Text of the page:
Naxos is the largest and most fertile of Greece's Cyclades Islands. It is relatively new to tourism, with a thriving agricultural harvest of olives, grapes, lemons and potatoes making the tourist industry unnecessary. A new airport and speedier inter-island travel now make it easier for visitors to get here. There are also new hotels in the port and clusters of hotels on island beaches. Naxos is home to a few ancient temple ruins, modern pilgrimage churches, and some unique medieval architecture due to the Venetians who ruled Naxos from 1207 until it fell to the Turks in 1566. The influence of Venetian architecture is obvious in the Kastro in Hora and the fortified Venetian towers, or piryi, that dot the hillsides. Another notable feature of Naxos is a remarkable abundance of Byzantine chapels, even by Greek island standards. Many of them contain exceptional frescoes from the 9th to the 13th centuries.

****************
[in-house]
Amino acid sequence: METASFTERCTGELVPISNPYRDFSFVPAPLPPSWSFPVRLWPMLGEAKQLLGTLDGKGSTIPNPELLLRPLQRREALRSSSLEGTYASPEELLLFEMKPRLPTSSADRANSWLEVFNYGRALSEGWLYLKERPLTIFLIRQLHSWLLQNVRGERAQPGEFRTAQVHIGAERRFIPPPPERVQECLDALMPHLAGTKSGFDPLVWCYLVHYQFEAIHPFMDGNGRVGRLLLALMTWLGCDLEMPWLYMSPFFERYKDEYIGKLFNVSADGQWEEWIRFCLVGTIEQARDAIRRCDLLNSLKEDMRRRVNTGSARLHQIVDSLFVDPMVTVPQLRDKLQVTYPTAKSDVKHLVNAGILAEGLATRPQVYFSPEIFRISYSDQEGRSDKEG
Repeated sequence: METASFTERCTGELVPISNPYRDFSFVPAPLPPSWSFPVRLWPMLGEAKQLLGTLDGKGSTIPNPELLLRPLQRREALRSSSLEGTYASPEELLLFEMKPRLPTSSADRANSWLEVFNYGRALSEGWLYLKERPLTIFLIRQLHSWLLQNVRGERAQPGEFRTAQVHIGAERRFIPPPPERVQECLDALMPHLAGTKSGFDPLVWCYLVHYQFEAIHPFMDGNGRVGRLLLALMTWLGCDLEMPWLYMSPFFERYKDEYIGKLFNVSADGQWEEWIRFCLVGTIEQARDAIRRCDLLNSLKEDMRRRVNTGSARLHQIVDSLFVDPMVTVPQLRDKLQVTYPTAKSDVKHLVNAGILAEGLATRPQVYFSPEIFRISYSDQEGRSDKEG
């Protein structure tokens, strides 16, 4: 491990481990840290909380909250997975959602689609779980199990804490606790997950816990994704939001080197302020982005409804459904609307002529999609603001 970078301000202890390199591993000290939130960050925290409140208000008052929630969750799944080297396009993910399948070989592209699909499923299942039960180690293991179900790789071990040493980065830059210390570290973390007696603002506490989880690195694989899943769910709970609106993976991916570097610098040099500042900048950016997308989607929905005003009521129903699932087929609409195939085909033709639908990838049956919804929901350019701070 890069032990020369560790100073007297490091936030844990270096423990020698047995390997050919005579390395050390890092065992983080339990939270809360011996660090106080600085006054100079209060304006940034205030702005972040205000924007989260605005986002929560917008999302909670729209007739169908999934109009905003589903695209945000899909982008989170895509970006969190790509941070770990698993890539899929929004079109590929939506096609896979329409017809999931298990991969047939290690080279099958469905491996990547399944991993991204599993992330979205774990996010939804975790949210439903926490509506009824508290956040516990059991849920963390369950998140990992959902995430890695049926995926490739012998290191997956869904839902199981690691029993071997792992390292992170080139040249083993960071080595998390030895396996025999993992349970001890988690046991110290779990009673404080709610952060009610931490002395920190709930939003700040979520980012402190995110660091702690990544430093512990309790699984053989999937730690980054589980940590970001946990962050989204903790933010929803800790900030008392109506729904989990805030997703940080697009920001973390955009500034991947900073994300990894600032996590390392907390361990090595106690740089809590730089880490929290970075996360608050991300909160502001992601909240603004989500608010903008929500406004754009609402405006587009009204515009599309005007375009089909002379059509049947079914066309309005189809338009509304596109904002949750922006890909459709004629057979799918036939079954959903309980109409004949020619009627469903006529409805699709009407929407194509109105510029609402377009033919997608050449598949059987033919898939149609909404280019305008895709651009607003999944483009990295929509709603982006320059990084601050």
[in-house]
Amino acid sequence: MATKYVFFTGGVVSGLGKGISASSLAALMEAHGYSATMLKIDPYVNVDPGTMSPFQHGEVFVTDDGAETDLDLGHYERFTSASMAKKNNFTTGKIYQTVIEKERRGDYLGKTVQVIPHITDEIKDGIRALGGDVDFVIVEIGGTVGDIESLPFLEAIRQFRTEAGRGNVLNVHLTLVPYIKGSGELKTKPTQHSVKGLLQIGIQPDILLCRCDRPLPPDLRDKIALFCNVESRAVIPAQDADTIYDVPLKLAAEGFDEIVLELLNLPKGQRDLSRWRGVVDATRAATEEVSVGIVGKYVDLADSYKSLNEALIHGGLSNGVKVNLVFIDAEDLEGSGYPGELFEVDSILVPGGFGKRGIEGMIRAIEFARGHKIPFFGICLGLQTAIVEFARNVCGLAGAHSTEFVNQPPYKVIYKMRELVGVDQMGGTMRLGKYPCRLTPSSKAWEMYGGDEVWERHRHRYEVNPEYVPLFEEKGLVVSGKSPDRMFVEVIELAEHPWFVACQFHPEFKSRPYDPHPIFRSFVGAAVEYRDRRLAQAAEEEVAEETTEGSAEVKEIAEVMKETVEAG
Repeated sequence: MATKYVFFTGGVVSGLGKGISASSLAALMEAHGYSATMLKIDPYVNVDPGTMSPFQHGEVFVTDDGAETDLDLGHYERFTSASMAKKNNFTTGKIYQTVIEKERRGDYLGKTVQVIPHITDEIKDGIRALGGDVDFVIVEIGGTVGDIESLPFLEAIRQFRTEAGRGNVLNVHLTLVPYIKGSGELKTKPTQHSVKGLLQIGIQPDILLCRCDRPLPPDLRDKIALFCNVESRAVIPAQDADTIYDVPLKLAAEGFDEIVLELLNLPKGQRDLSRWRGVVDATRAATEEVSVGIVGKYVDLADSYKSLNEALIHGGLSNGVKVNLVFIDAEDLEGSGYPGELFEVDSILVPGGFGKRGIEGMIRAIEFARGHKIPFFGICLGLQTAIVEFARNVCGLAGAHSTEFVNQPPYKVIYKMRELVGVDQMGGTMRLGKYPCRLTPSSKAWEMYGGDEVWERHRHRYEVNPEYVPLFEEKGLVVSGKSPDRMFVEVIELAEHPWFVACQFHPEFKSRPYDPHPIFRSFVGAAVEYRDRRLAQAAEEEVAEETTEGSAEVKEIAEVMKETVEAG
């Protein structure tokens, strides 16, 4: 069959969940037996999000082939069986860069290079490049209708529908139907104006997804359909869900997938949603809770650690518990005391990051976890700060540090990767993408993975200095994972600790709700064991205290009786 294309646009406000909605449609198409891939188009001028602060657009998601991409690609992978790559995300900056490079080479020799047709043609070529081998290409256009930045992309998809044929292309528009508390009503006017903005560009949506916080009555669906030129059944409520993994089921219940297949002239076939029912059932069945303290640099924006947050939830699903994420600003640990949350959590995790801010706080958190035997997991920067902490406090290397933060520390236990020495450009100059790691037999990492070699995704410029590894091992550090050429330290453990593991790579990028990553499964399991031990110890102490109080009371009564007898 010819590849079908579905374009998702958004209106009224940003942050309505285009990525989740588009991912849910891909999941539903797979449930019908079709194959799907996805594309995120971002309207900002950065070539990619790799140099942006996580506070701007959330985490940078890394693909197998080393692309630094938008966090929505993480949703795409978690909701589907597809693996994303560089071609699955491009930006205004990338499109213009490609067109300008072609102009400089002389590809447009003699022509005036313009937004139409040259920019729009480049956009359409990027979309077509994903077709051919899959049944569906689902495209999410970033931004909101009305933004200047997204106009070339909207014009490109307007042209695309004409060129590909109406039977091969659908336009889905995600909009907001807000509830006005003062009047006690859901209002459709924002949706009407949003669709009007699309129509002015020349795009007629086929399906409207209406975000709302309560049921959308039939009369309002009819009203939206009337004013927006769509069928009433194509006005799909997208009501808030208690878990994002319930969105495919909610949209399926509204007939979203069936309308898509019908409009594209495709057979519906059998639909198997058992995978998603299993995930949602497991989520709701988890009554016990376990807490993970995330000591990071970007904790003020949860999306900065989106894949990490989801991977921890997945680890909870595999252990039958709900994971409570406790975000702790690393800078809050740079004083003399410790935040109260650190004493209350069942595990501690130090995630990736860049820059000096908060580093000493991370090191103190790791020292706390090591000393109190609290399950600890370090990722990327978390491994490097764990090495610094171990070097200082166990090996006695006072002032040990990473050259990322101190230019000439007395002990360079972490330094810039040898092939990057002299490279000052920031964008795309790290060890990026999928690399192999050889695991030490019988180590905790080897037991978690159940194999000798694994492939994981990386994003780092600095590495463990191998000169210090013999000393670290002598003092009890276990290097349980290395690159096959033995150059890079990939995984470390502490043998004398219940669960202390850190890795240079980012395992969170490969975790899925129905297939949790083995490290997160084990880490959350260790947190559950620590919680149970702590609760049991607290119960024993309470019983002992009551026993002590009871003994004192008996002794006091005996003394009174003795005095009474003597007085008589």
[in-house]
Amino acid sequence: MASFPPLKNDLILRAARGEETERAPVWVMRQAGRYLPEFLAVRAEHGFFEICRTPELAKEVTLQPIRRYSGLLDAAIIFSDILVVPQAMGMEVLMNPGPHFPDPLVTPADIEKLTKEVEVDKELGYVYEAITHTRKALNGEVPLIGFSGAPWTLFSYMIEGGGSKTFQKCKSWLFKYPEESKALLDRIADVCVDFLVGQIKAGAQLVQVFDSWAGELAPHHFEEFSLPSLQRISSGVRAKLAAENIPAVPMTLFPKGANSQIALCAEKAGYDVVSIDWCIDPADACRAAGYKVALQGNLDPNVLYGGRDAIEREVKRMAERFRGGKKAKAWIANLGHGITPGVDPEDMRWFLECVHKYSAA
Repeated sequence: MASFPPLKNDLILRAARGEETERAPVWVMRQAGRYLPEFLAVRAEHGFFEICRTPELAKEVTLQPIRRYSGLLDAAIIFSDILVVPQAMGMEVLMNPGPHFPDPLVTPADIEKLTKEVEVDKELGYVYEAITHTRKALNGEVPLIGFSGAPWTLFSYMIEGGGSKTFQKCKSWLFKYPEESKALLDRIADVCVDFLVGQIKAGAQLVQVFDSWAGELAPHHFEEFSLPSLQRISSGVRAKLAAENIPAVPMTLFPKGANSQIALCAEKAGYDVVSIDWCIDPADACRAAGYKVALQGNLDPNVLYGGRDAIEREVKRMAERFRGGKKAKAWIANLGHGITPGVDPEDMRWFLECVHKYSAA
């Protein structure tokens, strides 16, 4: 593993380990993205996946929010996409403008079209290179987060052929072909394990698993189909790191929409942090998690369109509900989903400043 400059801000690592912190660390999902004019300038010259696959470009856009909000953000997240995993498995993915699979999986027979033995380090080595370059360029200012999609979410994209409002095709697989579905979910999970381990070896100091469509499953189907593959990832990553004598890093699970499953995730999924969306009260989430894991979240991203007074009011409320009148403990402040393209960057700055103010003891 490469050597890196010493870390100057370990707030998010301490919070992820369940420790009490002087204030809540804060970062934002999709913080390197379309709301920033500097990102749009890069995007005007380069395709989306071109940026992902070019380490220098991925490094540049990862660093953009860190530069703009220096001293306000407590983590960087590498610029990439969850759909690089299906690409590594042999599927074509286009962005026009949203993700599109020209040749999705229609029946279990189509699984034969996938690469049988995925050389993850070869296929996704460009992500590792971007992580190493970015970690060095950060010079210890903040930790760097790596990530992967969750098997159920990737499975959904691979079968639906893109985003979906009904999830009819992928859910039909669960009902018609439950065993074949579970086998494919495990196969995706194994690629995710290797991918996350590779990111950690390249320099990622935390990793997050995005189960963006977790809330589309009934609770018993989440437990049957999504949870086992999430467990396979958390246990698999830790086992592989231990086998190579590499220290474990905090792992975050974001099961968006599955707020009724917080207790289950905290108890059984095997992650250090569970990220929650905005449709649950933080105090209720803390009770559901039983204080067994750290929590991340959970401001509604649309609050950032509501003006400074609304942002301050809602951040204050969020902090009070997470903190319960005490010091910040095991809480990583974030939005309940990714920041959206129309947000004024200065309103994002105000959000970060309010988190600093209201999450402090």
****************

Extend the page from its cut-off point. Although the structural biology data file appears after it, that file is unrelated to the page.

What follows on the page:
This iconic door that leads nowhere is the entrance to an unfinished Temple of Apollo that faces exactly toward Delos, the god's birthplace. It was begun about 530 BC.
Naxos Archaeological Museum
Located in the castle of Naxos Town, this excellent archaeological museum displays regional artifacts from the Late Neolithic period to the Early Christian era, including a large collection of Cycladic figurines.
Temple of Demeter
Demeter was a grain goddess, and it's not hard to see what she is doing in this beautiful spot among farmlands on Naxos Island. The temple dates from the 6th-century BC.